Someone else described this as a coming of age novel, and in part it is, but not in a way that limits it to juvenile readers. (I recently read, and reviewed, a coming of age novel by another SF author, which was annoyingly juvenile, so I am pretty sensitive to the issue.) Our young trader apprentice is already a fully developed character in his own right, and the situations he faces are not simple, nor are the adults in the story merely bit players, nor buffoons when faced with youth, as is true of too many such novels.
Now, I have to get out of the way one thing I didn't like about this book: the cover art. I hate it. It makes the Terrans look awful, the Liadens look like short Episcopalian bishops in their robes, and further, doesn't seem to me to match the descriptions of the characters at all. There's a note about the artist in the back; I have to respectfully but firmly disagree with his conception of the characters. And with the really awkward poses he's got everyone in! OK, end of that little snit. Back to the story.
We start with Jethri Gobelyn, of the trading ship Gobelyn's Market. If you want to dash off and read Christina Rossetti's poem "Goblin Market" you can, but the connections are quite brief and tenuous; the poem won't give you any big clues to the story. There clearly are some clever details drawn from the poem, such as twin girls with names beginning with the same letter, but those details are in no way critical. So feel free NOT to go look up the poem if you hate poetry. Not knowing it won't make you miss out on any big poetic allusions in the book.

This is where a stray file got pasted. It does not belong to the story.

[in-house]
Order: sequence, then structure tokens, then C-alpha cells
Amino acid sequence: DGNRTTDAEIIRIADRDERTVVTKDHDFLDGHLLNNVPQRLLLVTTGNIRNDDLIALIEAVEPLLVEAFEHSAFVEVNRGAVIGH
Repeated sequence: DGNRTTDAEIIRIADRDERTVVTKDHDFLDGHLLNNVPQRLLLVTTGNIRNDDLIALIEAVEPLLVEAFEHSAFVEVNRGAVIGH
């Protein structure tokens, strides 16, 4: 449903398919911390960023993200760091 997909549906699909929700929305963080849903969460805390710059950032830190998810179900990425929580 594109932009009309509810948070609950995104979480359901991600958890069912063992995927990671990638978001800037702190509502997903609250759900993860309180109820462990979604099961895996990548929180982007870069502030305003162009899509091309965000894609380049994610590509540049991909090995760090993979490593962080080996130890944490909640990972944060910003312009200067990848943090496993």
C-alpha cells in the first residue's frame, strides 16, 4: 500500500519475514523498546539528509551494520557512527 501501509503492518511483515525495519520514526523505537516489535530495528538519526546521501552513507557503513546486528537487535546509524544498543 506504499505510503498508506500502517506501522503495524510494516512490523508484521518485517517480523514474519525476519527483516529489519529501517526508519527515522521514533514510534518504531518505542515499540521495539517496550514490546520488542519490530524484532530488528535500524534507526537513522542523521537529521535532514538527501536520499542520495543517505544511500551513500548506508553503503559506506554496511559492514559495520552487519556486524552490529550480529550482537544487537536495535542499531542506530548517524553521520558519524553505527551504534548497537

Jethri's family is slightly hillbilly - his name resembles Jethro not for nothing. They talk with country accents, they hold shivarees (spelled shivary here), and they have some risk of inbreeding... and I thought at first that I would be annoyed by that, because I don't like stereotypes like that - but they turned out not to be stereotypical hillbillies at all; they're great characters. Jethri's extended group of cousins are smarter than they look.
The last part of Jethri's secret becomes revealed only near the end of the book, although there are hints regarding it which may lead you to guess earlier. Let's just say that they make the question of "coming of age" more complicated.
There is also a family of Russians involved in slightly shady dealings, again not quite the stereotypes; Grigory, his sister Raisana (think Raisa Gorbacheva if you didn't recognize Raisana as a Russian name) and their uncle Yuri have some surprises up their sleeves.
Let's see, for those already involved in the series, some differences to note: no Yxtrang, not even a mention of them. Some technology from an earlier civilization that we haven't seen in the other books; this technology is described as unstable, so perhaps by the later books the last fractins have become useless. In some ways, I saw glimpses of the authors' other series, about Gem ser Edreth, in the Gobelyns - I could see the shipboard culture of these Terran trading ships sliding into the completely shipborn culture of the gen ships there, with both the culture and the physiology changing from the human norm. Even though these are two completely different series, there's a resemblance. There's also no noticeable romance in this book, no dramatic meetings of couples like Shan and Priscilla or Val Con and Miri. Closest to romance we get is Grig's girlfriend announcing she's pregnant, and we didn't get any details before that.